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Procreation a
losing argument

Procreation a
losing argument

Sonego

Those who advocate that marriage should be reserved purely for the purpose of procreation have argued themselves into a corner. If they truly want that as a standard, then it should apply it to everyone.

When a California appellate court heard arguments about the state's ban on same-sex marriage this week, attorneys argued a tired mantra long championed by same-sex marriage opponents: Gays should not be allowed to marry because they can't procreate (at least not naturally). No matter that California superior court judge Richard Kramer dismissed that claim in 2005, finding the ban on same-sex marriage unconstitutional. Kramer noted that opposite-sex couples don't have to have children in order to marry, while gay families are blocked from the institution no matter how many children they have or might produce.

An ability to procreate, therefore, was not germane to the argument.

But that didn't stop California deputy attorney general Christopher Kreuger from recently making it again. It was also one of the arguments that led to New York's supreme court to rule against same-sex marriage a week ago, and has been used in a number of other same-sex-marriage-related cases across the country.

Clearly, procreation is top-of-mind when marriage comes up before the courts. At least same-sex marriage. That got me to thinking.

If our legal system consistently asserts that the fundamental purpose of marriage is procreation, then shouldn't it apply to all marriages equally, no matter the sex of the persons involved? After all, fair is fair. Any smart lawyer could make that case.

But a consistent application would have some unintended consequences. It would automatically:

* Nullify the marriages of about 10% of opposite-sex couples in this country. That's the percentage of couples that want kids but can't get pregnant. Some of those seek out infertility treatments if they can afford to do so, but one could argue that since those treatments aren't "natural," the procreation standard does not apply.

* Nullify the marriages of opposite-sex couples that have no desire or intention to have children. American Demographics magazine estimates that the number of childless couples in the U.S. will reach 31 million by 2010. A decision to marry based on the legal protections of marriage, like Social Security benefits, the ability to make medical decisions, inheritance rights, etc., would not be compelling enough.

* Nullify the second (or third) marriages of households where one of the partners has children by a previous marriage and has decided not to have a child with their current spouse. According to the 2000 census, there are about 1.5 million American stepfamilies in that situation.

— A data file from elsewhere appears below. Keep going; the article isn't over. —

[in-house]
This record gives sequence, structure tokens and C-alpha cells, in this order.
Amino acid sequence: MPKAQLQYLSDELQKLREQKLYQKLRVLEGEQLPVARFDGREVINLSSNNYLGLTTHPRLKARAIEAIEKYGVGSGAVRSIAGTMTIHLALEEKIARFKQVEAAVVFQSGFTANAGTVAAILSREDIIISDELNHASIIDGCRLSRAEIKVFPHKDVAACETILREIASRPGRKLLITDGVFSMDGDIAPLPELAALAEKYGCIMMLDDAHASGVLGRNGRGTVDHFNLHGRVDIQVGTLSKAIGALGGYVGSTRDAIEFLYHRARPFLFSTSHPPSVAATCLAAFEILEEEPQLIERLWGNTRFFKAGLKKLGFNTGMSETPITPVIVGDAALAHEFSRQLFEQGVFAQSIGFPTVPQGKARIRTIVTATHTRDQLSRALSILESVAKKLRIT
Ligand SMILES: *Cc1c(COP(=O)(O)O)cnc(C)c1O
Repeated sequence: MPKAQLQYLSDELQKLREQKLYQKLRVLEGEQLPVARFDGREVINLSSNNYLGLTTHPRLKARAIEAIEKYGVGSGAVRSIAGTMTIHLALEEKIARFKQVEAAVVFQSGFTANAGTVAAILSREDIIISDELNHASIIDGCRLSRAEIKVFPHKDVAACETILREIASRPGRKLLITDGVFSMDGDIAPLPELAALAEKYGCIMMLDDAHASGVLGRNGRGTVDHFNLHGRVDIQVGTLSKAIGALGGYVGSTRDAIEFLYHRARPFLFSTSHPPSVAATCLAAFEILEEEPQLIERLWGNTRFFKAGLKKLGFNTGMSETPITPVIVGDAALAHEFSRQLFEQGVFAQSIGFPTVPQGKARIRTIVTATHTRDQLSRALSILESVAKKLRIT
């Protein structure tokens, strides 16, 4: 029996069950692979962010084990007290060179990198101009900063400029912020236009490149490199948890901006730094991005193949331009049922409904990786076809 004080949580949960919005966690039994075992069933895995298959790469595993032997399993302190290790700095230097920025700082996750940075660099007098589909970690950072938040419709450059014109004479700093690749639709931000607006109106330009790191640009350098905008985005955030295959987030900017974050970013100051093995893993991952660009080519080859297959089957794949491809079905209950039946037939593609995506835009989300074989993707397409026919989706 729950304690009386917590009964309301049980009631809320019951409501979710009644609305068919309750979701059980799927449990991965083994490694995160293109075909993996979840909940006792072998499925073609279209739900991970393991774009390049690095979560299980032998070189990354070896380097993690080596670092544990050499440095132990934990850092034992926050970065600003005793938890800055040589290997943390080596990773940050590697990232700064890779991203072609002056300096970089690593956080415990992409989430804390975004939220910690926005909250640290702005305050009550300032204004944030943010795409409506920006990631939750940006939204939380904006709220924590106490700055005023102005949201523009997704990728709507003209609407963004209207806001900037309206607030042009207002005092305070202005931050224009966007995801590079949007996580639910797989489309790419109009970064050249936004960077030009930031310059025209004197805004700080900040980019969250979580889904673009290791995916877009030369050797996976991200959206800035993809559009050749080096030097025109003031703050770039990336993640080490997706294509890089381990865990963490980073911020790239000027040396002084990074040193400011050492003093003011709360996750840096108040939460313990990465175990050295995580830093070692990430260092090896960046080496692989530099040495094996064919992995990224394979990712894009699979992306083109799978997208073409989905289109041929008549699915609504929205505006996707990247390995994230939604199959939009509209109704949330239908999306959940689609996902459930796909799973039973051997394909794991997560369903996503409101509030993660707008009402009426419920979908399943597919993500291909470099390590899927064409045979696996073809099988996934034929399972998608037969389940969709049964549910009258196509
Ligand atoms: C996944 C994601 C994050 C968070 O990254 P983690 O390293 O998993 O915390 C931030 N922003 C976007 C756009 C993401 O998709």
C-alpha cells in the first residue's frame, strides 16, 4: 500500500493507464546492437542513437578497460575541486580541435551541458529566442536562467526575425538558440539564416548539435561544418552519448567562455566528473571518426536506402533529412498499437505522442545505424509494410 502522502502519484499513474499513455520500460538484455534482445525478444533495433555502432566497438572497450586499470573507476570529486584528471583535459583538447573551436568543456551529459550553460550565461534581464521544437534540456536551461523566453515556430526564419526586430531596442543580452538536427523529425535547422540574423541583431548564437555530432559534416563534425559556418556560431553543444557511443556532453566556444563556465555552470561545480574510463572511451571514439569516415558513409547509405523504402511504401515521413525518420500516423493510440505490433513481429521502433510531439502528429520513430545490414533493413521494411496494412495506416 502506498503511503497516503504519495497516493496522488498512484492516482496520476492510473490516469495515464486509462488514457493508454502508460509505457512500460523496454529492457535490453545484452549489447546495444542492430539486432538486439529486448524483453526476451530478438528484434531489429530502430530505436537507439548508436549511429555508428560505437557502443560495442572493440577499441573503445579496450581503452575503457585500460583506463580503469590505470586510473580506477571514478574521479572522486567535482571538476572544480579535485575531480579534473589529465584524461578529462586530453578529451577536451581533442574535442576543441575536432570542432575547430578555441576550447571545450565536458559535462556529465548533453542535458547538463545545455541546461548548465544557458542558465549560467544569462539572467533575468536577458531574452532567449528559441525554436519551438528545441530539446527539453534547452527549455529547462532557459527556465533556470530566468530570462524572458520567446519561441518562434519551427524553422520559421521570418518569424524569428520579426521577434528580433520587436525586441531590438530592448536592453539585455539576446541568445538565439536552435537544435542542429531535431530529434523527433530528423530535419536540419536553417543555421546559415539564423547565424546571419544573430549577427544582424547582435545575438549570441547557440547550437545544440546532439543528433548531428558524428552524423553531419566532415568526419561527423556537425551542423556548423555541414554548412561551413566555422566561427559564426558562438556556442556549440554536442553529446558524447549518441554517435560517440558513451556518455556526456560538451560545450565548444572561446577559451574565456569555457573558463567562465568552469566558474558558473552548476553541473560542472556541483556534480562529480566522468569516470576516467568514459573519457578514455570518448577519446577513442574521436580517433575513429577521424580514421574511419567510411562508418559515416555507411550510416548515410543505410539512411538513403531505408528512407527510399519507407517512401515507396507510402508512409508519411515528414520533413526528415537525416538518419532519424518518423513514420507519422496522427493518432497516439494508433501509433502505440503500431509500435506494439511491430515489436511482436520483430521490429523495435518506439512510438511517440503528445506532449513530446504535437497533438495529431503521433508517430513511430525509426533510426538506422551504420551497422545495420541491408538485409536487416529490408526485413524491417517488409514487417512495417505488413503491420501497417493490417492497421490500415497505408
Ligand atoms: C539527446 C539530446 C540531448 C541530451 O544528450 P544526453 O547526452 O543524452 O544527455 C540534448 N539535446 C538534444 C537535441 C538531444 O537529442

* Nullify marriages where the only children in the household are adopted, not "naturally" created by the household parents. With procreation as the standard, kids created by other people don't count. That would eliminate another 816,000 couples, based on the 2000 census.

* Nullify the marriages of seniors who marry when procreation is nothing but a cherished memory. While there's no reliable data available about the number of postmenopausal newlyweds, one shocking bit of evidence has surfaced: Over 20% of unmarried couples living together qualify as AARP members. They've chosen to shack up in their golden years.

Clearly, a lot of otherwise happy marriages might be eliminated under this standard. But the question is, Do Americans really think marriage is primarily about procreation? I don't think so.

Nearly two thirds of married men interviewed in a 2004 Rutgers University study, "The State of Our Unions: The Social Health of Marriage in America," claimed readiness to have children didn't figure prominently in their decision to marry. Just 35% believed "you get married because you were ready to have children." That tracks with a 1999 General Social Survey social change report conducted by the University of Chicago, "The Emerging 21st Century American Family": Nearly 70% of Americans indicate they do not believe the main purpose of marriage is to have children.

In spite of this overwhelming majority, extremists continue to make the procreation argument, sometimes with reasoning that borders on the absurd. Ken McElroy, a vocal procreation proponent, trips over himself in an essay in the American Federalist Journal: "We make laws based on the rule, not the exception. There is no reasonable way for the government to discern when a male-female couple applies for a marriage license whether that couple will bear children in the future."

It's the proverbial catch-22. Procreation is the driving guideline for marriage, but the state can't determine if every couple's future is fertile. Even so, the impetus for procreation requires some baseline qualifier; a perfunctory physical once-over is sufficient to allow heterosexual couples to marry. A low sperm count or endometriosis be damned.

McElroy and his cronies have argued themselves into a corner. It's time they admitted what the rest of us figured out long ago. The arguments to deny same-sex couples the rights and responsibilities afforded to opposite-sex couples are, at their core, expressions of prejudice, pure and simple.

They should admit that and get on with it--or agree that the only truly fair way to deal with the issue is to apply their standard to every couple, gay or straight, equally and without prejudice or favor.

30 Years of Out100Out / Advocate Magazine - Jonathan Groff & Wayne Brady

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John Sonego